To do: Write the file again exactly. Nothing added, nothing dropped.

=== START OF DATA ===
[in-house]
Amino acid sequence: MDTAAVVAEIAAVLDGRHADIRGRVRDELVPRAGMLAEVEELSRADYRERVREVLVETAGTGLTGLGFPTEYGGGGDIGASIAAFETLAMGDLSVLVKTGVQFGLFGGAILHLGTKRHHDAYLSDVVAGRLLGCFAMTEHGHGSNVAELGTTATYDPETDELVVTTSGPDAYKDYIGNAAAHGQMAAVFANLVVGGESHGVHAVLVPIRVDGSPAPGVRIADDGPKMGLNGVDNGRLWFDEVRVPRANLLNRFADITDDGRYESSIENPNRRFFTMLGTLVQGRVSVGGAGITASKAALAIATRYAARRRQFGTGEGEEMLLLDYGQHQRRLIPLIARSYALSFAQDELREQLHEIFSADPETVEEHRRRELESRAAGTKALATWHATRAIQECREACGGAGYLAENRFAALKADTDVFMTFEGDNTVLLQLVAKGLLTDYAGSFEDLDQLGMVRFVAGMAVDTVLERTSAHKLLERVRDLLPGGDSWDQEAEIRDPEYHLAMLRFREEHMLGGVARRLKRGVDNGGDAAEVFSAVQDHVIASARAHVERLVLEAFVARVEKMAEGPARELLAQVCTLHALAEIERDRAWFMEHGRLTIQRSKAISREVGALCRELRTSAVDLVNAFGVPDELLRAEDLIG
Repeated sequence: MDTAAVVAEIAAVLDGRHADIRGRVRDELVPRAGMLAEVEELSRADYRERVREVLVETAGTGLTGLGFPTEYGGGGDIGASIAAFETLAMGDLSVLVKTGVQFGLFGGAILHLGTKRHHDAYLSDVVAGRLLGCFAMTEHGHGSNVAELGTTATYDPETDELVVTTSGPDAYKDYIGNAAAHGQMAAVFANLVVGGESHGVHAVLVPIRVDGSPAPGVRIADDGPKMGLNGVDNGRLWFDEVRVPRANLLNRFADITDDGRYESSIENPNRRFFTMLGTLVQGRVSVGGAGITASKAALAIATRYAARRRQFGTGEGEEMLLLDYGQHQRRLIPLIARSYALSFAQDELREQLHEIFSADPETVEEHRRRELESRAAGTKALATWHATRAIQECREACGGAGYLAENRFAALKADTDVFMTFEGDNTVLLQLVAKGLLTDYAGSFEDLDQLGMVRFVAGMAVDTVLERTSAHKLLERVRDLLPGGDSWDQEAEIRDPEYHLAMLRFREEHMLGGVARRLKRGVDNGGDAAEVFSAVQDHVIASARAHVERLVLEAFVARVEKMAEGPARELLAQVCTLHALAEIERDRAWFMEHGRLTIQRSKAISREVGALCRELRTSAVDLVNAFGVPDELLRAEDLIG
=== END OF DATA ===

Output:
[in-house]
Amino acid sequence: MDTAAVVAEIAAVLDGRHADIRGRVRDELVPRAGMLAEVEELSRADYRERVREVLVETAGTGLTGLGFPTEYGGGGDIGASIAAFETLAMGDLSVLVKTGVQFGLFGGAILHLGTKRHHDAYLSDVVAGRLLGCFAMTEHGHGSNVAELGTTATYDPETDELVVTTSGPDAYKDYIGNAAAHGQMAAVFANLVVGGESHGVHAVLVPIRVDGSPAPGVRIADDGPKMGLNGVDNGRLWFDEVRVPRANLLNRFADITDDGRYESSIENPNRRFFTMLGTLVQGRVSVGGAGITASKAALAIATRYAARRRQFGTGEGEEMLLLDYGQHQRRLIPLIARSYALSFAQDELREQLHEIFSADPETVEEHRRRELESRAAGTKALATWHATRAIQECREACGGAGYLAENRFAALKADTDVFMTFEGDNTVLLQLVAKGLLTDYAGSFEDLDQLGMVRFVAGMAVDTVLERTSAHKLLERVRDLLPGGDSWDQEAEIRDPEYHLAMLRFREEHMLGGVARRLKRGVDNGGDAAEVFSAVQDHVIASARAHVERLVLEAFVARVEKMAEGPARELLAQVCTLHALAEIERDRAWFMEHGRLTIQRSKAISREVGALCRELRTSAVDLVNAFGVPDELLRAEDLIG
Repeated sequence: MDTAAVVAEIAAVLDGRHADIRGRVRDELVPRAGMLAEVEELSRADYRERVREVLVETAGTGLTGLGFPTEYGGGGDIGASIAAFETLAMGDLSVLVKTGVQFGLFGGAILHLGTKRHHDAYLSDVVAGRLLGCFAMTEHGHGSNVAELGTTATYDPETDELVVTTSGPDAYKDYIGNAAAHGQMAAVFANLVVGGESHGVHAVLVPIRVDGSPAPGVRIADDGPKMGLNGVDNGRLWFDEVRVPRANLLNRFADITDDGRYESSIENPNRRFFTMLGTLVQGRVSVGGAGITASKAALAIATRYAARRRQFGTGEGEEMLLLDYGQHQRRLIPLIARSYALSFAQDELREQLHEIFSADPETVEEHRRRELESRAAGTKALATWHATRAIQECREACGGAGYLAENRFAALKADTDVFMTFEGDNTVLLQLVAKGLLTDYAGSFEDLDQLGMVRFVAGMAVDTVLERTSAHKLLERVRDLLPGGDSWDQEAEIRDPEYHLAMLRFREEHMLGGVARRLKRGVDNGGDAAEVFSAVQDHVIASARAHVERLVLEAFVARVEKMAEGPARELLAQVCTLHALAEIERDRAWFMEHGRLTIQRSKAISREVGALCRELRTSAVDLVNAFGVPDELLRAEDLIG